This news story was updated on September 4, 2023, to reflect an update given regarding the cyber security incident by Duolingo.
The scraped data of more than 2.6 million users of language learning app, Duolingo, has been posted to a dark web hacking forum.
The information was put up for sale on a dark web hacking forum on August 22 by a malicious actor. The malicious actor was offering US$1,500 for all 2.6 million records. The hacker claimed to have gained access to the data by scraping and exposed application interface (API). They also confirmed the legitimacy of the data by offering a sample of the data from 1,000 accounts.
Duolingo confirmed to news site TheRecord that the data was scraped from public profile information. The data exposed includes users’ names, usernames, email addresses and other information relevant to Duolingo’s services. It is relevant to note, however, that email addresses are not public information on Duolingo.
A Duolingo spokesperson said of the cyber security incident: “No data breach or hack has occurred. We take data privacy and security seriously and are continuing to investigate this matter to determine if there’s any further action needed to protect our learners.”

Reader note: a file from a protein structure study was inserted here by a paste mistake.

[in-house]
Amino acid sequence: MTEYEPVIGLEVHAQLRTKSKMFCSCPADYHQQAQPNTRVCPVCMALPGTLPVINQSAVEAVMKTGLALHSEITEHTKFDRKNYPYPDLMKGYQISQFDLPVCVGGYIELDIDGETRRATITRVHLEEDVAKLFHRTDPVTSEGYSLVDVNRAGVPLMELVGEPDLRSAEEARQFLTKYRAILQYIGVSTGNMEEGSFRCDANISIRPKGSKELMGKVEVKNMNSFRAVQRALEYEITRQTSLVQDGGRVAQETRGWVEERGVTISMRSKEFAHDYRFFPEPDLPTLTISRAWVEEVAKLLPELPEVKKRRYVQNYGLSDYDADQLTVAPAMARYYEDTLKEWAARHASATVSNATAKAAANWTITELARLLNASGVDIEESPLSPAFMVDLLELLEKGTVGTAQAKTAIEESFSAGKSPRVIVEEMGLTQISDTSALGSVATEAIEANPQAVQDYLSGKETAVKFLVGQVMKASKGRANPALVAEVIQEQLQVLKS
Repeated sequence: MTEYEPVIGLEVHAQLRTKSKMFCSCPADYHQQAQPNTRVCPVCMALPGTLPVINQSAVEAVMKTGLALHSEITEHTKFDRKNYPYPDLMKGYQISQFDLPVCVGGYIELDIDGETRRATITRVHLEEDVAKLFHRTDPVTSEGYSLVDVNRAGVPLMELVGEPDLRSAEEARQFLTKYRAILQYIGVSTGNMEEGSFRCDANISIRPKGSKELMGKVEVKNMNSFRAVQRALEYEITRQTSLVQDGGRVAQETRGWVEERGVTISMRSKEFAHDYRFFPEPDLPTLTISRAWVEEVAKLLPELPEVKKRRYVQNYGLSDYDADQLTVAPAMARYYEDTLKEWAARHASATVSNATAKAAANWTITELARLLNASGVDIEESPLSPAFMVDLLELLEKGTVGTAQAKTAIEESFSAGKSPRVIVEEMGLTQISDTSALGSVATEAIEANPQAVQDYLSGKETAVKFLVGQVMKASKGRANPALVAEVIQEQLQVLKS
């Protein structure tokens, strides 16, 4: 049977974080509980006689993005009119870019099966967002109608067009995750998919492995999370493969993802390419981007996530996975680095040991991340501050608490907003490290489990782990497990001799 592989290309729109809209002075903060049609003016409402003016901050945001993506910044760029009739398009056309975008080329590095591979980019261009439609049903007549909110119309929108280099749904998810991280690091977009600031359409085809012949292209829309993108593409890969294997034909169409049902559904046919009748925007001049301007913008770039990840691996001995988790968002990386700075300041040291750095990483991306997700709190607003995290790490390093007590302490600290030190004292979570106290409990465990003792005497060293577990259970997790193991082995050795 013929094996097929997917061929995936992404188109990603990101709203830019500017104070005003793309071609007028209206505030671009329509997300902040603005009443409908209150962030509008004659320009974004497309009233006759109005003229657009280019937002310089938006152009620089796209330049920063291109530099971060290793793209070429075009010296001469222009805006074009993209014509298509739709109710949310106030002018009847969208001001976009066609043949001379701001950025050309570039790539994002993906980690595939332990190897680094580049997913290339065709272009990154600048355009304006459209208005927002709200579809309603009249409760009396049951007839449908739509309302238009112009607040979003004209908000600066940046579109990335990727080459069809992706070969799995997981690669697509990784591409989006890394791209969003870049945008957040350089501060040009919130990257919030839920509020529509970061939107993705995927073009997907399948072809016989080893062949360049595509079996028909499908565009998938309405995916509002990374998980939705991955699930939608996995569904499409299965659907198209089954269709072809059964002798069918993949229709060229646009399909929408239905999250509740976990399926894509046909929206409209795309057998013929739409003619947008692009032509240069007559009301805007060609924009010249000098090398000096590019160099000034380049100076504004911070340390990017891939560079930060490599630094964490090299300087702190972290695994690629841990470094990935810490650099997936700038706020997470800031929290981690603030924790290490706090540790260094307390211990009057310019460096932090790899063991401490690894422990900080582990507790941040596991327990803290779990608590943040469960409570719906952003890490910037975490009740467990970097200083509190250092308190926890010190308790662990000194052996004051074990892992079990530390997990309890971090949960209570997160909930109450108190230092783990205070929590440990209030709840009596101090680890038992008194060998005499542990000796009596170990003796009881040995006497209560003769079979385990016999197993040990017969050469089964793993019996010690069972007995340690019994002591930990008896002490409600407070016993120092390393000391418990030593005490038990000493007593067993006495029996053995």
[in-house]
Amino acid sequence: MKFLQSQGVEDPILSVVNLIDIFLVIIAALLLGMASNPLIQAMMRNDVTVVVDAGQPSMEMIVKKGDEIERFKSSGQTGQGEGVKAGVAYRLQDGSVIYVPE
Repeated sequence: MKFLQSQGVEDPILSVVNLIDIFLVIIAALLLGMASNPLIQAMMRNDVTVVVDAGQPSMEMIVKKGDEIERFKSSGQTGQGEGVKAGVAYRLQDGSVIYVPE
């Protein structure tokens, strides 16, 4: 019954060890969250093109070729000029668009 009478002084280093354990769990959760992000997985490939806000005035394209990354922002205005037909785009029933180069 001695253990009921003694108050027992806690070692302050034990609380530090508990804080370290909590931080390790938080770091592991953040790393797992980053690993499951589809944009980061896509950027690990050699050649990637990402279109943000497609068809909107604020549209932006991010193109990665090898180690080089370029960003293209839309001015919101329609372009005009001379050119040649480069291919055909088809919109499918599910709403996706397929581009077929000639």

The exposed API has been public knowledge since March 2023. It allows anyone to retrieve the public information of any Duolingo profile by inputting their username into it. Cyber security news site BleepingComputer confirmed that the API was still open in August 2023, despite Duolingo being alerted to its being open in January 2023. This was due to a malicious actor attempted to sell in on the now-defunct hacking forum, Breached.
On September 1, a Duolingo spokesperson contacted Cyber Security Hub with the following update: “Our investigation confirmed that this was not a breach or a hack; it was a scrape of data from public Duolingo profiles. No Duolingo systems or private user data were compromised. Regardless, as a precautionary measure we have taken some steps to limit this from happening again.
“We have put in place rate limits on the specific API endpoint to make it more difficult for attackers to abuse. We take data privacy and security seriously and will continue to constantly evaluate our security measures to ensure learner safety.”